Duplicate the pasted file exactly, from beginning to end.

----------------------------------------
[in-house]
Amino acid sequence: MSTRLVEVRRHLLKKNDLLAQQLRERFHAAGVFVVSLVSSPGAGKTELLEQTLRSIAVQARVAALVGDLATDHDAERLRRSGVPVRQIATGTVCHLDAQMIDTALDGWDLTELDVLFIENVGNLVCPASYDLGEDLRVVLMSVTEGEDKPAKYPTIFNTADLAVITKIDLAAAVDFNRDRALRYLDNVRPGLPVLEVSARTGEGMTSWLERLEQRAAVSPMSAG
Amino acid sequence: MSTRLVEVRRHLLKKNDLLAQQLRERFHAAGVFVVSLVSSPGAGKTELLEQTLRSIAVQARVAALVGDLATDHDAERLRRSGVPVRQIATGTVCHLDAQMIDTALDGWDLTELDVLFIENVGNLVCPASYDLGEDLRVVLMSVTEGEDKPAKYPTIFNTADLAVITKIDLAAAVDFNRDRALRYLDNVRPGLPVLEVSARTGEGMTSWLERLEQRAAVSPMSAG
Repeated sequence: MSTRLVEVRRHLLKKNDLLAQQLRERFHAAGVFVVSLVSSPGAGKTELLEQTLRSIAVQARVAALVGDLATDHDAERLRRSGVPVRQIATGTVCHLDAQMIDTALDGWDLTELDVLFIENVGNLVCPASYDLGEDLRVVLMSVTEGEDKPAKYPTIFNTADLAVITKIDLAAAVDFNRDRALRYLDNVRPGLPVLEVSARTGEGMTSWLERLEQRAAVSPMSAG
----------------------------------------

[in-house]
Amino acid sequence: MSTRLVEVRRHLLKKNDLLAQQLRERFHAAGVFVVSLVSSPGAGKTELLEQTLRSIAVQARVAALVGDLATDHDAERLRRSGVPVRQIATGTVCHLDAQMIDTALDGWDLTELDVLFIENVGNLVCPASYDLGEDLRVVLMSVTEGEDKPAKYPTIFNTADLAVITKIDLAAAVDFNRDRALRYLDNVRPGLPVLEVSARTGEGMTSWLERLEQRAAVSPMSAG
Amino acid sequence: MSTRLVEVRRHLLKKNDLLAQQLRERFHAAGVFVVSLVSSPGAGKTELLEQTLRSIAVQARVAALVGDLATDHDAERLRRSGVPVRQIATGTVCHLDAQMIDTALDGWDLTELDVLFIENVGNLVCPASYDLGEDLRVVLMSVTEGEDKPAKYPTIFNTADLAVITKIDLAAAVDFNRDRALRYLDNVRPGLPVLEVSARTGEGMTSWLERLEQRAAVSPMSAG
Repeated sequence: MSTRLVEVRRHLLKKNDLLAQQLRERFHAAGVFVVSLVSSPGAGKTELLEQTLRSIAVQARVAALVGDLATDHDAERLRRSGVPVRQIATGTVCHLDAQMIDTALDGWDLTELDVLFIENVGNLVCPASYDLGEDLRVVLMSVTEGEDKPAKYPTIFNTADLAVITKIDLAAAVDFNRDRALRYLDNVRPGLPVLEVSARTGEGMTSWLERLEQRAAVSPMSAG